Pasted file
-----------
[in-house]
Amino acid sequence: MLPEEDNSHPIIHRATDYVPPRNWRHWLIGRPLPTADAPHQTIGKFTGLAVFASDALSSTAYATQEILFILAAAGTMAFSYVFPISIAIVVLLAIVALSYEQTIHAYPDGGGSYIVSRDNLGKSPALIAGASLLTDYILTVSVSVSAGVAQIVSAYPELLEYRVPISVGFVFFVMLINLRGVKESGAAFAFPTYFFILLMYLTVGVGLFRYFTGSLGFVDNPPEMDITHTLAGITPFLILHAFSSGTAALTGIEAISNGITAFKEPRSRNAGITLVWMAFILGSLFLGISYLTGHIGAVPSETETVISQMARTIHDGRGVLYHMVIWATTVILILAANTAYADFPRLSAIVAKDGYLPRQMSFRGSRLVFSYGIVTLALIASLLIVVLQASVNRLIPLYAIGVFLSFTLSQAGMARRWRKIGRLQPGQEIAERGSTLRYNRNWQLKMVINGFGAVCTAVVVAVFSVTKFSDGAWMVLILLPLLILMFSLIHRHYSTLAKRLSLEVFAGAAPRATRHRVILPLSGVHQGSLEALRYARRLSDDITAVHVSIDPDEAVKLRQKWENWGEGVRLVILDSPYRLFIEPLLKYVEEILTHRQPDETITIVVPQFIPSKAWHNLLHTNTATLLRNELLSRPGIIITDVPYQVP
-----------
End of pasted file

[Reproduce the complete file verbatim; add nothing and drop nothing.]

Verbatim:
[in-house]
Amino acid sequence: MLPEEDNSHPIIHRATDYVPPRNWRHWLIGRPLPTADAPHQTIGKFTGLAVFASDALSSTAYATQEILFILAAAGTMAFSYVFPISIAIVVLLAIVALSYEQTIHAYPDGGGSYIVSRDNLGKSPALIAGASLLTDYILTVSVSVSAGVAQIVSAYPELLEYRVPISVGFVFFVMLINLRGVKESGAAFAFPTYFFILLMYLTVGVGLFRYFTGSLGFVDNPPEMDITHTLAGITPFLILHAFSSGTAALTGIEAISNGITAFKEPRSRNAGITLVWMAFILGSLFLGISYLTGHIGAVPSETETVISQMARTIHDGRGVLYHMVIWATTVILILAANTAYADFPRLSAIVAKDGYLPRQMSFRGSRLVFSYGIVTLALIASLLIVVLQASVNRLIPLYAIGVFLSFTLSQAGMARRWRKIGRLQPGQEIAERGSTLRYNRNWQLKMVINGFGAVCTAVVVAVFSVTKFSDGAWMVLILLPLLILMFSLIHRHYSTLAKRLSLEVFAGAAPRATRHRVILPLSGVHQGSLEALRYARRLSDDITAVHVSIDPDEAVKLRQKWENWGEGVRLVILDSPYRLFIEPLLKYVEEILTHRQPDETITIVVPQFIPSKAWHNLLHTNTATLLRNELLSRPGIIITDVPYQVP